Down by Contact Rule Costs Jets Again

The New York Jets were not deserving of a victory on Sunday, but poor officiating cost the Jets an opportunity to gain back offensive possession late in the second half.

While it was a terrible second half for the New York Jets against the Pittsburgh Steelers, one rule in particular is continually misinterpreted by officials and it reared its ugly head again on Sunday. New York's wide receivers were dropping passes all over the field and the defense wasn't wrapping up Steelers quarterback Ben Roethlisberger and even the coaching staff didn't make the proper adjustments after a strong first half.

For the second time in two seasons, the Jets successfully forced a fumble and appeared to have recovered the football, until an official replay review deemed the ballcarrier "down by contact".

Last season at Gillette Stadium in Foxboro, the Jets started the second half on defense and forced the Patriots into a 2nd-and-15 play. New England's gunslinger Tom Brady back pedaled and tossed the ball downfield, when Deion Branch came back to the ball and made a diving catch, but wasn't touched on the ground.

Steelers running back Issac Redman finding the open field on Sunday

Not a single defender was on Branch as he made the highlight reel catch and realizing this he started to get up off the ground and made an attempt to continue the play, but as he was doing so the Jets defenders got to him and forced Branch to fumble the ball. The football was recovered and possession should have been awarded to the Jets, but a challenge flag was thrown by Patriots coach Bill Belichick and upon video review it was overturned.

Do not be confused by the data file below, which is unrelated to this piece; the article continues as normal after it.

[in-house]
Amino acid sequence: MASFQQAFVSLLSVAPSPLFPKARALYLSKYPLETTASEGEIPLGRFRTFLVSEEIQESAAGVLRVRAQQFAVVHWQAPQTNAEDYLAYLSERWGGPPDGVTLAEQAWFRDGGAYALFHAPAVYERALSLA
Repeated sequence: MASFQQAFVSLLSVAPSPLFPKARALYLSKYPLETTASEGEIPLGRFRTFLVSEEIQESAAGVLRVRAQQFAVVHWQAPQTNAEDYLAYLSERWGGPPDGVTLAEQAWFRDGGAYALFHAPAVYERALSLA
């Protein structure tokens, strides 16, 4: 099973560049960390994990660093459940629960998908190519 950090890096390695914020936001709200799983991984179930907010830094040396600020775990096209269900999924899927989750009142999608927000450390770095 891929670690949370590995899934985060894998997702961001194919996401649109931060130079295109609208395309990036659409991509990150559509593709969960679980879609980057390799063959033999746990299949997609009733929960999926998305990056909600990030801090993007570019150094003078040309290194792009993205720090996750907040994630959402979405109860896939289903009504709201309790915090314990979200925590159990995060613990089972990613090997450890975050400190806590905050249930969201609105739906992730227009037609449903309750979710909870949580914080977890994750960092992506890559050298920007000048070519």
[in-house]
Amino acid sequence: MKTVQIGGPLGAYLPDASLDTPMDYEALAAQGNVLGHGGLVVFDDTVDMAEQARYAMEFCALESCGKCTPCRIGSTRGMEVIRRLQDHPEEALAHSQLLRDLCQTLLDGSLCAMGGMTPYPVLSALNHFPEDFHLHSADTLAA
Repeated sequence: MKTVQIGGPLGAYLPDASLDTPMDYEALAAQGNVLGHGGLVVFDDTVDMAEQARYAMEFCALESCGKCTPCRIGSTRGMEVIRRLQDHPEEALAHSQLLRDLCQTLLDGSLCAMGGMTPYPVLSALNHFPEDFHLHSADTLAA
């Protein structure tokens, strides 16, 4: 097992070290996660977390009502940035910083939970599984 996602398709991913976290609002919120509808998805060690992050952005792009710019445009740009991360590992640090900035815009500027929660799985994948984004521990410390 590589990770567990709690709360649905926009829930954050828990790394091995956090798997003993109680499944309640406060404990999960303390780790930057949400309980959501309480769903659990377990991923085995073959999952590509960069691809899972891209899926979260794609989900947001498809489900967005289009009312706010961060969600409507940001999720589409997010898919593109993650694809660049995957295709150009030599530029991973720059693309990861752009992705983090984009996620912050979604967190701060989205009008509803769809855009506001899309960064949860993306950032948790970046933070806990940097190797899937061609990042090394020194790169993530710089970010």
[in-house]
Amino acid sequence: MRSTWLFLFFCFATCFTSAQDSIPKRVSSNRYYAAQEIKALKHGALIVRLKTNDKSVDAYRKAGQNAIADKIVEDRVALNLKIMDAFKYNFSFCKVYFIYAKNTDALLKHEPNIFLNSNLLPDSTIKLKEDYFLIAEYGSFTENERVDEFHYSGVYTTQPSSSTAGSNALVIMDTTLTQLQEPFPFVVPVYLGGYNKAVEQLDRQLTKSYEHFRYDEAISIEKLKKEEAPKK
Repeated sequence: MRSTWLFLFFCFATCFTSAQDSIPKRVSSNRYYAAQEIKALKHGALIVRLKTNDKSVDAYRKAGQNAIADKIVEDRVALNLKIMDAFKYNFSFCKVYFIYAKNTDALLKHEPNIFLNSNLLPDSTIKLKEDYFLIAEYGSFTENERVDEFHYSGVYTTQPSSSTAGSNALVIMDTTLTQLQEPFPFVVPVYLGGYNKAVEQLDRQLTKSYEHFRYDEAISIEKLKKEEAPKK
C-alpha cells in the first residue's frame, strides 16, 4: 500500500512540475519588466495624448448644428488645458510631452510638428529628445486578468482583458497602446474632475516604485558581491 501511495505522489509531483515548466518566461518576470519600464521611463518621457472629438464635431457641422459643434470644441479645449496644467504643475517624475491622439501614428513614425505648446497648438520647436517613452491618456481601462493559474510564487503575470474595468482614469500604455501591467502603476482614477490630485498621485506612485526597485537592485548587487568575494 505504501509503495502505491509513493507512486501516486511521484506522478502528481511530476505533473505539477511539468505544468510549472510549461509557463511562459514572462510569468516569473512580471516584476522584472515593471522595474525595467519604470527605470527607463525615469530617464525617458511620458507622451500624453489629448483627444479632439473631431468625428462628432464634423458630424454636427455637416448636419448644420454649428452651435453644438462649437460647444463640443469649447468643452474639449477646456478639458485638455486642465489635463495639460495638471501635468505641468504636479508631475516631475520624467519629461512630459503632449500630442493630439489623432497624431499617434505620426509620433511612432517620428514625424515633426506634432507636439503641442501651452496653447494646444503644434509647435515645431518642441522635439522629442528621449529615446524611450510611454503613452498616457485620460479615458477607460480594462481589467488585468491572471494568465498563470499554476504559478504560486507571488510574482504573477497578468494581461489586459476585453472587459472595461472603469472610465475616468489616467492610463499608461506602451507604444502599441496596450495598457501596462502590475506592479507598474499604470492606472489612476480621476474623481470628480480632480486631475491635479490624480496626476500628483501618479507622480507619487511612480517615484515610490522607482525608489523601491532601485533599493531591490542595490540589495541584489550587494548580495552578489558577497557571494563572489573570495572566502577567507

Officials claimed that because Branch's left knee was down while he was trying to continue the play that he was down by contact. The Patriots kept the ball and scored on the next play.

Almost an identical play transpired in Pittsburgh on Sunday except the question should've been where the ball should've been placed.

As the Steelers were surging towards the end zone in the fourth quarter there was a play that made you think the Jets were going to win the review as Yeremiah Bell stripped Isaac Redman of the ball after a six yard gain on first down. Unfortunately for the Jets, the ruling did not go their way as that term "down by contact" came up yet again.

Redman was given the ball by Ben Roethlisberger who sidestepped three would-be tacklers, with outside linebacker Garrett McIntyre the first man in to try and wrap his arms around Redman at the 32-yard line. Two yards behind the line of scrimmage Redman's right knee hit the ground, but he continued to make a play or as the new term is called "a football move" and earned six yards.

The forced fumble was overturned and the Steelers kept the ball, but instead of marking a two yard loss that should've been 2nd-and-12, Redman was allowed to keep those six yards and the Steelers were awarded a 2nd-and-4 eventually converting a touchdown.

The NFL throughout the years has made numerous rule changes to help give offense's the advantage and now this "down by contact" is truly the biggest sham in the rulebook. This ruling has been called whether it was the NFL officials or the replacement referees and in several instances cost the Jets a chance to put points on the board or extend drives.

If there is a continuation of a play or if there is another "football move" being made after going down and trying to stay on your feet, then "down by contact" should be removed or held back until a real stoppage of play happens. The NFL rules committee has to do something about this often misinterpreted and misleading ruling.

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